Information on Marigold Corn

Common Name: Marigold Corn
Scientific Name: Glebionis segetum
Irish Name: Bun
Family Group: Asteraceae
Distribution: View Map (Courtesy of the BSBI)
Flowering Period


Click for list of all flowering by month
Marigold Corn is not easily confused with other wild plants on this web site.


This is an extremely attractive wildflower which grows commonly on arable land, roadsides, and cultivated, lime-free soil.  It is an annual which grows to about 50cm high and whose greyish stems bear solitary golden yellow flowers (30-50mm across) The daisy-like flowers, which bloom from May to October, have flat, golden-orange centres of disc florets which are surrounded by broad, overlapping deep yellow ray florets. The lower leaves are fleshy, pinnately lobed, alternate and stalked, the upper clasp the stem.  This plant is thought to have been introduced to Ireland and it belongs to the family Asteraceae.

My first record of this wildflower is from 1978 when I found it at Newcastle, Co Wicklow and I photographed it thirty years later near Greystones, Co Wicklow. 

If you are satisfied you have correctly identified this plant, please submit your sighting to the National Biodiversity Data Centre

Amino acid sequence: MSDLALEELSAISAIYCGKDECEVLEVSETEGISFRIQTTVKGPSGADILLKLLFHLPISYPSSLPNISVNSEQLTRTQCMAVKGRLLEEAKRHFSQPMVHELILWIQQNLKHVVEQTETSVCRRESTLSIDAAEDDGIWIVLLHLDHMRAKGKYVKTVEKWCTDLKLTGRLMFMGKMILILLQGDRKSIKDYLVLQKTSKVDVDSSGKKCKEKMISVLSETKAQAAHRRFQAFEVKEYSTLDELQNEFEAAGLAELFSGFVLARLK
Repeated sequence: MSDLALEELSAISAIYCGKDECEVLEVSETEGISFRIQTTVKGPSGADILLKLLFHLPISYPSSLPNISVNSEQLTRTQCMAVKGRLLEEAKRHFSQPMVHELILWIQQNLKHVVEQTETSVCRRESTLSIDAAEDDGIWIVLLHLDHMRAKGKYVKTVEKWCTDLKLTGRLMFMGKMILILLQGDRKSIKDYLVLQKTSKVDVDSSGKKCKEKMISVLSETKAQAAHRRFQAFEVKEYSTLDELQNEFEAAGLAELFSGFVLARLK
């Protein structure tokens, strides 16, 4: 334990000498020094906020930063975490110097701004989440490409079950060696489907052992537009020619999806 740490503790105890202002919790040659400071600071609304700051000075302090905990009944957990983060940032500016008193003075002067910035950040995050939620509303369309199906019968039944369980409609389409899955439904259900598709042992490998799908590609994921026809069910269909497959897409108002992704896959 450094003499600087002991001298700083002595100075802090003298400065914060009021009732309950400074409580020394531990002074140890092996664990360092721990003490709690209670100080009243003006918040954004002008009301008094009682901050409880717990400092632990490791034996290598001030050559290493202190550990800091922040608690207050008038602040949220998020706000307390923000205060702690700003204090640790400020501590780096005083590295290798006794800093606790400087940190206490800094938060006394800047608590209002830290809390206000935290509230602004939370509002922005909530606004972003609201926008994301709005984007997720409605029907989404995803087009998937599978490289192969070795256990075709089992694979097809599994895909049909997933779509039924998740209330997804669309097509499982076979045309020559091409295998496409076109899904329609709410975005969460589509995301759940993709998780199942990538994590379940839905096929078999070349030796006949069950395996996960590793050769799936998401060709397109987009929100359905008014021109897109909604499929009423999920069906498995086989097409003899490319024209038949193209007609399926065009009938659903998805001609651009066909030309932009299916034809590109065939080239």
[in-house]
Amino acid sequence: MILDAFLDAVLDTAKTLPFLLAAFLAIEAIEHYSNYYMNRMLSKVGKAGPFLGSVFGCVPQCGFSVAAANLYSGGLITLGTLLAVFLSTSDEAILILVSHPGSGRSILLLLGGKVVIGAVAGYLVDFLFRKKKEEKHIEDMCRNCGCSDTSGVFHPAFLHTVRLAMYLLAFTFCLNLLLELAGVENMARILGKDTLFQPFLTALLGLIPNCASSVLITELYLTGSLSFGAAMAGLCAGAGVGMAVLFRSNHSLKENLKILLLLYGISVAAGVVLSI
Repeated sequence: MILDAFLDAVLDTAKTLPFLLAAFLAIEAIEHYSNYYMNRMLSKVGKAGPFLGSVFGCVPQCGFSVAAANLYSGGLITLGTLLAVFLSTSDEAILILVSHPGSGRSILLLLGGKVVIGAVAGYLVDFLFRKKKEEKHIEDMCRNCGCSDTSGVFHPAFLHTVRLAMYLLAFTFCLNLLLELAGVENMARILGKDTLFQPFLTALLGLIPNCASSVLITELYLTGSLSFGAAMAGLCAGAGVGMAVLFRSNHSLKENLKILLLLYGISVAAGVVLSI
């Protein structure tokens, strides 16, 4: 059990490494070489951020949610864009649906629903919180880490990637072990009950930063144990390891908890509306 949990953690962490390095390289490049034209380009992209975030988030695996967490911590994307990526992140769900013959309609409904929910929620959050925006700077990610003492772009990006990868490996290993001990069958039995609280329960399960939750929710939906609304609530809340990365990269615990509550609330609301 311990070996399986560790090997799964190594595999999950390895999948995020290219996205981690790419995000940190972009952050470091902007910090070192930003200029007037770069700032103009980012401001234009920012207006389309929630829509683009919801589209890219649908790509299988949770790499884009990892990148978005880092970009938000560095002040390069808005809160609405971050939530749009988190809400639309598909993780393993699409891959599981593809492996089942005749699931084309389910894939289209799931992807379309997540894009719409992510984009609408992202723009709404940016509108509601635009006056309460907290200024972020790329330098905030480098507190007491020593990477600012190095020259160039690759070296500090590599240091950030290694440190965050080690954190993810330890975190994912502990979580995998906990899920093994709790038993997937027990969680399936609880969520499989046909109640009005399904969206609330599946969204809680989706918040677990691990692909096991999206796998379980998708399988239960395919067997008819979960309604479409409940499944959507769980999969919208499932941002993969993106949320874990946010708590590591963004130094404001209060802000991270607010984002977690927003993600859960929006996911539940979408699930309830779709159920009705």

Marigold Corn
Marigold Corn

This species is classed as NEAR THREATENED in the Red Data List of Vascular Plants 2016.

The sight of a mass of these beautiful golden daisies was not always welcome through the centuries.  Considered a serious weed, farmers were very heavily penalised in the Middle Ages if found to have this plant among their crops.  Probably introduced into our island in the Iron Age, it was an enormous pest as it grew in among the native cereal crops and it was not until the 1970's when an effective herbicide joined the battle, that the plant started its decline.  However, its seeds can lie dormant over quite long periods waiting for the ground to be 'developed' and so re-emerge to light up the waysides. It is much loved by bees, moths and butterflies.